TOKYO -- Foreign exchange market players are looking to Japan's current-account surplus for the first time in a long time, as the country's surplus is rising due to the slump in crude oil prices. With the current account moving ahead of dollar-yen exchange rates, the yen naturally draws buying, given the supply-demand balance of the yen and the dollar.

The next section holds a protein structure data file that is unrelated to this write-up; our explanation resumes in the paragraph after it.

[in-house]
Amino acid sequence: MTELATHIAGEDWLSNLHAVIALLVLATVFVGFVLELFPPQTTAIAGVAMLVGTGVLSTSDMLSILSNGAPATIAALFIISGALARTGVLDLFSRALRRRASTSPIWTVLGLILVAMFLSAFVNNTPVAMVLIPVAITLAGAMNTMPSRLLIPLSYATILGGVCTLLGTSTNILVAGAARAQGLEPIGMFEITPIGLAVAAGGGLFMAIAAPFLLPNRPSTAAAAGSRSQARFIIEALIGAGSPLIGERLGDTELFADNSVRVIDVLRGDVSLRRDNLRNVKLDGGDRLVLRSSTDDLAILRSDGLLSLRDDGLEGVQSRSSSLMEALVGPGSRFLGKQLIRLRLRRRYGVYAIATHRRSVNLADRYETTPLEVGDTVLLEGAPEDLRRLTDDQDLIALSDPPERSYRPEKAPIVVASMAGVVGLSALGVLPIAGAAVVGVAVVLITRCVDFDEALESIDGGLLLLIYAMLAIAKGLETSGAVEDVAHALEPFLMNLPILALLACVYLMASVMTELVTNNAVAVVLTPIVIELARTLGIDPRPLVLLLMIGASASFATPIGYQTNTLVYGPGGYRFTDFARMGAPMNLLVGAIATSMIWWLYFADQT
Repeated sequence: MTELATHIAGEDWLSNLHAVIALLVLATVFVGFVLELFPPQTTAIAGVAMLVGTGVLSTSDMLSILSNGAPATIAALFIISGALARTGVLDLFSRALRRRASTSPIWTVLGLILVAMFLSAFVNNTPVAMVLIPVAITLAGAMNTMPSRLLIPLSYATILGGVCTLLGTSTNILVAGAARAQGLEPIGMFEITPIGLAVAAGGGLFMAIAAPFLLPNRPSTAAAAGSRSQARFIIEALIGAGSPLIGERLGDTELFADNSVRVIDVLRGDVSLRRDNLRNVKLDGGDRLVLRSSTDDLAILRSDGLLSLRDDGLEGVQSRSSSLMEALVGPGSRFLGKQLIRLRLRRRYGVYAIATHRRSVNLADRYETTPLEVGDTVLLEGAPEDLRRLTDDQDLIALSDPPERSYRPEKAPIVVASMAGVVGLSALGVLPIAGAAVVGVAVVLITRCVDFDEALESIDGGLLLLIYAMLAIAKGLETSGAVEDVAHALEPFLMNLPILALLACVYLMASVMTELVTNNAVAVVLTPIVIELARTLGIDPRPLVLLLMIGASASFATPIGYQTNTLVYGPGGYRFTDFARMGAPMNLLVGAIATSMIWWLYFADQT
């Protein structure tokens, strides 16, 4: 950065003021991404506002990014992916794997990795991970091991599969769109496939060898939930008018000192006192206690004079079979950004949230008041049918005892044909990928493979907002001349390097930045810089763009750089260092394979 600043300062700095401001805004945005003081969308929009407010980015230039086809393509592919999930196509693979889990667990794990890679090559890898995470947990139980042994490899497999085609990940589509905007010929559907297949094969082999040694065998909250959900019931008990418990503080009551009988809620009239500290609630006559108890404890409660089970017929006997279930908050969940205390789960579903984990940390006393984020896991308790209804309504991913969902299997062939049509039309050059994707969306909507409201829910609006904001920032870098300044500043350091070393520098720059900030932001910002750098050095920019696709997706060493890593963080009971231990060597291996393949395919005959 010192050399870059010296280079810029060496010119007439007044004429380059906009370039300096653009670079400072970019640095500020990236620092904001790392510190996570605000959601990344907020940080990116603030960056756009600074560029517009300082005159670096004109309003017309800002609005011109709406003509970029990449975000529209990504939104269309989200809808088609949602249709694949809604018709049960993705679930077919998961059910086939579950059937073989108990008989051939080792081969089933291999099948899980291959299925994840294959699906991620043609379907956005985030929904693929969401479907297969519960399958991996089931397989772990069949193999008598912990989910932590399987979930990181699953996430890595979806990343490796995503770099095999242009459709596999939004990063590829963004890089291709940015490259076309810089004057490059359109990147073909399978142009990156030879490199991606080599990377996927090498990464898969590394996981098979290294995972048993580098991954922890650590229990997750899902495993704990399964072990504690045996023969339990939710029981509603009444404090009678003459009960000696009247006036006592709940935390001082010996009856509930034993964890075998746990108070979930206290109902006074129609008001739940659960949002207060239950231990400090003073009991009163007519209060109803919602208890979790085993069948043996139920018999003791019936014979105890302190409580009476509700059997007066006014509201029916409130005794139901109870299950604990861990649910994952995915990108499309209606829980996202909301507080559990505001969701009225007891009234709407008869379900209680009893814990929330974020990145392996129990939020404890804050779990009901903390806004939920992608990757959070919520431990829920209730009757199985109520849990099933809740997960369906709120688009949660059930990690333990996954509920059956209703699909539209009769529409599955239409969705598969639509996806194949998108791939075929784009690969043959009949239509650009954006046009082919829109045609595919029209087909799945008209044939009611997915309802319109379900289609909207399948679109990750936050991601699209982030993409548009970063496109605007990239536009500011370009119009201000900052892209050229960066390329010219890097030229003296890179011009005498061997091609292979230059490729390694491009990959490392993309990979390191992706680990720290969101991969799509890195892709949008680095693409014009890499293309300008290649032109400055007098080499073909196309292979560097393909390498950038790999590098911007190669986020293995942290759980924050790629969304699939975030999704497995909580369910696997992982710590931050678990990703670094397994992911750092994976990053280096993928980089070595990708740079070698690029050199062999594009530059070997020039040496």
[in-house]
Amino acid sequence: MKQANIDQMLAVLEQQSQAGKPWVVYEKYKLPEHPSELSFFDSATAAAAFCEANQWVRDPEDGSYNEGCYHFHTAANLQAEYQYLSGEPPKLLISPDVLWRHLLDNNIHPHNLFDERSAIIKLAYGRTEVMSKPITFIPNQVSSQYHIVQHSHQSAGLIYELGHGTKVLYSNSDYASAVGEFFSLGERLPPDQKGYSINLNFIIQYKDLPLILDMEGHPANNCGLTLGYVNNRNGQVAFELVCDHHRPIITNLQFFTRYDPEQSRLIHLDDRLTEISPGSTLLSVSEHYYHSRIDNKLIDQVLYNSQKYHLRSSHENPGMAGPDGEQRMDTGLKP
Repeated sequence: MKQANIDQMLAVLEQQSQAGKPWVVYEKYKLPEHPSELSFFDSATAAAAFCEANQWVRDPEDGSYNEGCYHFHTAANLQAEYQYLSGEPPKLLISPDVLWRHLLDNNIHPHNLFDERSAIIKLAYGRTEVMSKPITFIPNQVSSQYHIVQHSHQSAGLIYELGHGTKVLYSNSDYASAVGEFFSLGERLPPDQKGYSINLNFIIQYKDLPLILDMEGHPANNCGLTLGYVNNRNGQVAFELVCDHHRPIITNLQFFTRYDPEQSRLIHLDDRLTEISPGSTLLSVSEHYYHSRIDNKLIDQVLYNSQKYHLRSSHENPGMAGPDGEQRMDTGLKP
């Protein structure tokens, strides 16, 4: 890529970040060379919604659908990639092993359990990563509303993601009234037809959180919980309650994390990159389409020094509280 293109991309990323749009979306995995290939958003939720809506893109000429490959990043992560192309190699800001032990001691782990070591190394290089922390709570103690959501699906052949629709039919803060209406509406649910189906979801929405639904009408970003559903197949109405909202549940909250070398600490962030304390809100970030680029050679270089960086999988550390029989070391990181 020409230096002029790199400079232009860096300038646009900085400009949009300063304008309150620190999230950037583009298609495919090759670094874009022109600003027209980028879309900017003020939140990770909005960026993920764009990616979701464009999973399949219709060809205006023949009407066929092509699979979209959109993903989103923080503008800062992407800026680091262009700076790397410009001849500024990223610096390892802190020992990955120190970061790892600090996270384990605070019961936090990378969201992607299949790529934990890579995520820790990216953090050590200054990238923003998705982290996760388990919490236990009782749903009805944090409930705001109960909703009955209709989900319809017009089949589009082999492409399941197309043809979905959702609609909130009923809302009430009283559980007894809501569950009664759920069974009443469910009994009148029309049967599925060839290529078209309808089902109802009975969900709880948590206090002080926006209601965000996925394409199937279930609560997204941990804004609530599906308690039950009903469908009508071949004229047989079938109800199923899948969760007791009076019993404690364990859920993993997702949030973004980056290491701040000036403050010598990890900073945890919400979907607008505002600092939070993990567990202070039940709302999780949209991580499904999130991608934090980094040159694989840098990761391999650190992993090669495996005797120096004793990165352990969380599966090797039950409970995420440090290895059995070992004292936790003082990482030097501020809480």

The spread between interest rates on two-year U.S. and Japanese government bonds has long been the center of attention in relation to the yen. Before Shinzo Abe became the prime minister again in December 2012, the yen had appreciated against the dollar because Japan was losing to its Western rivals in the monetary easing race. The yen had risen as the spread between interest rates on two-year U.S. and Japanese government bonds narrowed.